Computational study of hot electron generation and energy transport in intense laser produced hot dense matter
StatisticsView Usage Statistics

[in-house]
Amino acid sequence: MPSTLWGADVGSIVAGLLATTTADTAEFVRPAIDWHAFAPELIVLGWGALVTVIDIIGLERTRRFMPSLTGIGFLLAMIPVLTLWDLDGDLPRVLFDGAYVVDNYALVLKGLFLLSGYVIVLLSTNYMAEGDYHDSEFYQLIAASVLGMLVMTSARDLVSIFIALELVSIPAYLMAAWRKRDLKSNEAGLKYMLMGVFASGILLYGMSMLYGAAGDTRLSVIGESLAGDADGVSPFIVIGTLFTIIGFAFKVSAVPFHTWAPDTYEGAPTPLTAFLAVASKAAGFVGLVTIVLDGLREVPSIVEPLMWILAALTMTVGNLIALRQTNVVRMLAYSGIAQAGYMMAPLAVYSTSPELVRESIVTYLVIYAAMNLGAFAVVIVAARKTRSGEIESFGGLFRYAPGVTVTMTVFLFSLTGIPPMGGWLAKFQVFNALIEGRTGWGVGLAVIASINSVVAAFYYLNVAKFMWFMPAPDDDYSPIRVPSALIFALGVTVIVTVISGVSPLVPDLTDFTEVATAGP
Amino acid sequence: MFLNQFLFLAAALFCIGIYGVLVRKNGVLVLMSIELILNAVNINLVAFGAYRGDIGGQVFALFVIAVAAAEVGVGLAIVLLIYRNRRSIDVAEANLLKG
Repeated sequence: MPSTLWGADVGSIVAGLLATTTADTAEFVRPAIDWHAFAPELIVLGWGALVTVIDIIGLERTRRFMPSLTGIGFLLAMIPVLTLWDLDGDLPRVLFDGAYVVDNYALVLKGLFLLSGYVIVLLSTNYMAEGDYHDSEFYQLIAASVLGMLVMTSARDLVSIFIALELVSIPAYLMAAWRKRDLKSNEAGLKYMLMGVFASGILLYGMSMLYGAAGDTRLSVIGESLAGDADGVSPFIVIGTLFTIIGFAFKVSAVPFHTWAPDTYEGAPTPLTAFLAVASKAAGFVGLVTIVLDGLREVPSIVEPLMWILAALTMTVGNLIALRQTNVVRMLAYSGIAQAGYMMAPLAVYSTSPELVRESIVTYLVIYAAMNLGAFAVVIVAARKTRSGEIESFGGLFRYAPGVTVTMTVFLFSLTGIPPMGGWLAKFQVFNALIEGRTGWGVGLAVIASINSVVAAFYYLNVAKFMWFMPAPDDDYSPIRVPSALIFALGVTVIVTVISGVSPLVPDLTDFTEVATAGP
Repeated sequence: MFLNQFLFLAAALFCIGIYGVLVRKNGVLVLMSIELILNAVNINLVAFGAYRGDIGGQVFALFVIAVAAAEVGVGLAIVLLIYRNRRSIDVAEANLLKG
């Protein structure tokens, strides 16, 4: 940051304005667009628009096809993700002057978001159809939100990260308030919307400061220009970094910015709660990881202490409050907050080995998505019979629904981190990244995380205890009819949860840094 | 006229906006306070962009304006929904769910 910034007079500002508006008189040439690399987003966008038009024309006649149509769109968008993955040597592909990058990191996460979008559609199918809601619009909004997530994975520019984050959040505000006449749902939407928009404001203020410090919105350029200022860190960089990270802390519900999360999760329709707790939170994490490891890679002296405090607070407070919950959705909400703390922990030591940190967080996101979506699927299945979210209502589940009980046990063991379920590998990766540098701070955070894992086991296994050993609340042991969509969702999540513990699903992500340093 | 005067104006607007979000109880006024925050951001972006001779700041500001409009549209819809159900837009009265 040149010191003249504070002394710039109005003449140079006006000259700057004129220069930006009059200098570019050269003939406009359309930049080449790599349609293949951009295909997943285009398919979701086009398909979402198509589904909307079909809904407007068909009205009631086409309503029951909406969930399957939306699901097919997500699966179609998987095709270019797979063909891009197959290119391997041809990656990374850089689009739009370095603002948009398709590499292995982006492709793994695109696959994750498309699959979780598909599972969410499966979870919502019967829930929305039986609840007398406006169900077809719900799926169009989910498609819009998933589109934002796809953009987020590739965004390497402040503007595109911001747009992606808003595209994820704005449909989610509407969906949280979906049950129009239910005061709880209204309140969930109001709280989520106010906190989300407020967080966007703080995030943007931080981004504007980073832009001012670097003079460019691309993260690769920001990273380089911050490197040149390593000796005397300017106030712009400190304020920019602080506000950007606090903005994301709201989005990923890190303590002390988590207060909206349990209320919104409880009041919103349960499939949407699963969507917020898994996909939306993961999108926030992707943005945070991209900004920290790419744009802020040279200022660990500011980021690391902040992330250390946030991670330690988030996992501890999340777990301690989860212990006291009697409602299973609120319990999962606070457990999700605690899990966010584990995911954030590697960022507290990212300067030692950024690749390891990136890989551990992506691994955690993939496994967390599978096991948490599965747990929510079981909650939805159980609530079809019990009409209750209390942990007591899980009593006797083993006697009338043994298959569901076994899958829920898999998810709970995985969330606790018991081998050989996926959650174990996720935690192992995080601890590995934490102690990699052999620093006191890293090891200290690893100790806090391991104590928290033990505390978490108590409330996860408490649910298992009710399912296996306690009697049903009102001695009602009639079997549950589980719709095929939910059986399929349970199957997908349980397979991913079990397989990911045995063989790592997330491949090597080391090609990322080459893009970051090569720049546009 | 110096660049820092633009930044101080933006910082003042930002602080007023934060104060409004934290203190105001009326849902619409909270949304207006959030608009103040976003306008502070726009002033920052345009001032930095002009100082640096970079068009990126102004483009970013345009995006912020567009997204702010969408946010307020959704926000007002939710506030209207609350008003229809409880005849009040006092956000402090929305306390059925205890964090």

Present ultra high power lasers are capable of producing high energy density (HED) plasmas, in controlled way, with a density greater than solid density and at a high temperature of keV (1 keV ~ 11,000,0000 K). Matter in such extreme states is par- ticularly interesting for (HED) physics such as laboratory studies of planetary and stellar astrophysics, laser fusion research, pulsed neutron source etc. To date however, the physics in HED plasma, especially, the energy transport, which is crucial to re- alize applications, has not been understood well. Intense laser produced plasmas are complex systems involving two widely distinct temperature distributions and are dif- ficult to model by a single approach. Both kinetic and collisional process are equally important to understand an entire process of laser-solid interaction. By implement- ing atomic physics models, such as collision, ionization, and radiation damping, self consistently, in state-of-the-art particle-in-cell code (PICLS) has enabled to explore the physics involved in the HED plasma.Laser absorption, hot electron transport, and isochoric heating physics in laser produced hot dense plasmas are studied with the help of PICLS simulations. In particular, a novel mode of electron acceleration, namely DC-ponderomotive acceler- ation, is identified in the super intense laser regime which plays an important role in the coupling of laser energy to a dense plasma. Geometrical effects on hot elec- tron transport and target heating processes are examined in the reduced mass target experiments. Further, pertinent to fast ignition, laser accelerated fast electron diver- gence and transport in the experiments using warm dense matter (low temperature plasma) is characterized and explained.